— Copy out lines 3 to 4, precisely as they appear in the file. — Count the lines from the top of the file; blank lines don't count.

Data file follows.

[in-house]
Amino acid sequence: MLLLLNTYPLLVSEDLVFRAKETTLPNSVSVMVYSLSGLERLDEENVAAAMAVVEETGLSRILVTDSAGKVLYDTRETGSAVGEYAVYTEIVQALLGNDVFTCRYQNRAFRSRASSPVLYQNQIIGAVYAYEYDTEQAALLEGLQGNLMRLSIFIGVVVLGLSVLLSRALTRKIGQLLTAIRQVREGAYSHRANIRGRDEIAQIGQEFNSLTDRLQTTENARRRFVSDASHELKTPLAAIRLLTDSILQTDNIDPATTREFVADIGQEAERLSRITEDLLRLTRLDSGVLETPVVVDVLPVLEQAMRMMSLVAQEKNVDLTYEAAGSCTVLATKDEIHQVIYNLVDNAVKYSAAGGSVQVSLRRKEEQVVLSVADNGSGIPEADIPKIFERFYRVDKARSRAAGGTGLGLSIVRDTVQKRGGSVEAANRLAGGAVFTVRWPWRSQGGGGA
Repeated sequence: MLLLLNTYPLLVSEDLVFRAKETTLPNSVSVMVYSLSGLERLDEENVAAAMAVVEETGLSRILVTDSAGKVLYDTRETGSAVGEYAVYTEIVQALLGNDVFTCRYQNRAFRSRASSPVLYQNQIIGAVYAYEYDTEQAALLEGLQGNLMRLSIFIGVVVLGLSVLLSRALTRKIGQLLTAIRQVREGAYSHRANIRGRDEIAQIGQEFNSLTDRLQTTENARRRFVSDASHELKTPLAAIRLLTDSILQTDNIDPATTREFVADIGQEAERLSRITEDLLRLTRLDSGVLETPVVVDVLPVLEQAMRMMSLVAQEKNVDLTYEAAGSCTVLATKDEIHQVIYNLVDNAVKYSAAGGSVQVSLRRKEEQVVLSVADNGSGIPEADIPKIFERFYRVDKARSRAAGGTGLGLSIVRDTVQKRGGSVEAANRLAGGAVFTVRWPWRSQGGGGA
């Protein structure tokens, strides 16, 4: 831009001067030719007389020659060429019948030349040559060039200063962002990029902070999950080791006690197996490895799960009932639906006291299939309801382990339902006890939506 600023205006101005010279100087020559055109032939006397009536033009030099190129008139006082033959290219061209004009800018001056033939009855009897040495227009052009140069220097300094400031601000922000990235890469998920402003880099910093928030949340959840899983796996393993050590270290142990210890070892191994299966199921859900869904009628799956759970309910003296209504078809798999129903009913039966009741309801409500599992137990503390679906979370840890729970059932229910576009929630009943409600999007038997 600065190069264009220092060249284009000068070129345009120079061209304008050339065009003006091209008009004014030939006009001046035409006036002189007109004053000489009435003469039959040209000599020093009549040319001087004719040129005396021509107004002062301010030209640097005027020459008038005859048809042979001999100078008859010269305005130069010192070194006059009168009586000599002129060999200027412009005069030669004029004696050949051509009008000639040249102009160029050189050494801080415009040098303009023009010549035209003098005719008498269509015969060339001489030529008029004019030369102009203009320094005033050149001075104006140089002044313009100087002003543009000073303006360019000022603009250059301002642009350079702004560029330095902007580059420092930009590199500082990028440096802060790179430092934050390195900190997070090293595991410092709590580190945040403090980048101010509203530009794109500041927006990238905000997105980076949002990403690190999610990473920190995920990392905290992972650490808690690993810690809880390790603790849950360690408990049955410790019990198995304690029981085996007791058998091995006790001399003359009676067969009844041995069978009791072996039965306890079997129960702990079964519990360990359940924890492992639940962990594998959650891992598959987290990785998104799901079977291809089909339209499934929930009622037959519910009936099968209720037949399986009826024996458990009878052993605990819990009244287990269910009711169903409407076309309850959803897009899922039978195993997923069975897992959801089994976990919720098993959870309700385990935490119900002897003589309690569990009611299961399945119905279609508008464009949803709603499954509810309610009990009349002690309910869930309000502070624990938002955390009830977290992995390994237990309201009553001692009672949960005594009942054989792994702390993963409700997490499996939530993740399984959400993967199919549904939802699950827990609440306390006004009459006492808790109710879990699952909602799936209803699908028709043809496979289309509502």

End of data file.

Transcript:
Repeated sequence: MLLLLNTYPLLVSEDLVFRAKETTLPNSVSVMVYSLSGLERLDEENVAAAMAVVEETGLSRILVTDSAGKVLYDTRETGSAVGEYAVYTEIVQALLGNDVFTCRYQNRAFRSRASSPVLYQNQIIGAVYAYEYDTEQAALLEGLQGNLMRLSIFIGVVVLGLSVLLSRALTRKIGQLLTAIRQVREGAYSHRANIRGRDEIAQIGQEFNSLTDRLQTTENARRRFVSDASHELKTPLAAIRLLTDSILQTDNIDPATTREFVADIGQEAERLSRITEDLLRLTRLDSGVLETPVVVDVLPVLEQAMRMMSLVAQEKNVDLTYEAAGSCTVLATKDEIHQVIYNLVDNAVKYSAAGGSVQVSLRRKEEQVVLSVADNGSGIPEADIPKIFERFYRVDKARSRAAGGTGLGLSIVRDTVQKRGGSVEAANRLAGGAVFTVRWPWRSQGGGGA
């Protein structure tokens, strides 16, 4: 831009001067030719007389020659060429019948030349040559060039200063962002990029902070999950080791006690197996490895799960009932639906006291299939309801382990339902006890939506 600023205006101005010279100087020559055109032939006397009536033009030099190129008139006082033959290219061209004009800018001056033939009855009897040495227009052009140069220097300094400031601000922000990235890469998920402003880099910093928030949340959840899983796996393993050590270290142990210890070892191994299966199921859900869904009628799956759970309910003296209504078809798999129903009913039966009741309801409500599992137990503390679906979370840890729970059932229910576009929630009943409600999007038997 600065190069264009220092060249284009000068070129345009120079061209304008050339065009003006091209008009004014030939006009001046035409006036002189007109004053000489009435003469039959040209000599020093009549040319001087004719040129005396021509107004002062301010030209640097005027020459008038005859048809042979001999100078008859010269305005130069010192070194006059009168009586000599002129060999200027412009005069030669004029004696050949051509009008000639040249102009160029050189050494801080415009040098303009023009010549035209003098005719008498269509015969060339001489030529008029004019030369102009203009320094005033050149001075104006140089002044313009100087002003543009000073303006360019000022603009250059301002642009350079702004560029330095902007580059420092930009590199500082990028440096802060790179430092934050390195900190997070090293595991410092709590580190945040403090980048101010509203530009794109500041927006990238905000997105980076949002990403690190999610990473920190995920990392905290992972650490808690690993810690809880390790603790849950360690408990049955410790019990198995304690029981085996007791058998091995006790001399003359009676067969009844041995069978009791072996039965306890079997129960702990079964519990360990359940924890492992639940962990594998959650891992598959987290990785998104799901079977291809089909339209499934929930009622037959519910009936099968209720037949399986009826024996458990009878052993605990819990009244287990269910009711169903409407076309309850959803897009899922039978195993997923069975897992959801089994976990919720098993959870309700385990935490119900002897003589309690569990009611299961399945119905279609508008464009949803709603499954509810309610009990009349002690309910869930309000502070624990938002955390009830977290992995390994237990309201009553001692009672949960005594009942054989792994702390993963409700997490499996939530993740399984959400993967199919549904939802699950827990609440306390006004009459006492808790109710879990699952909602799936209803699908028709043809496979289309509502």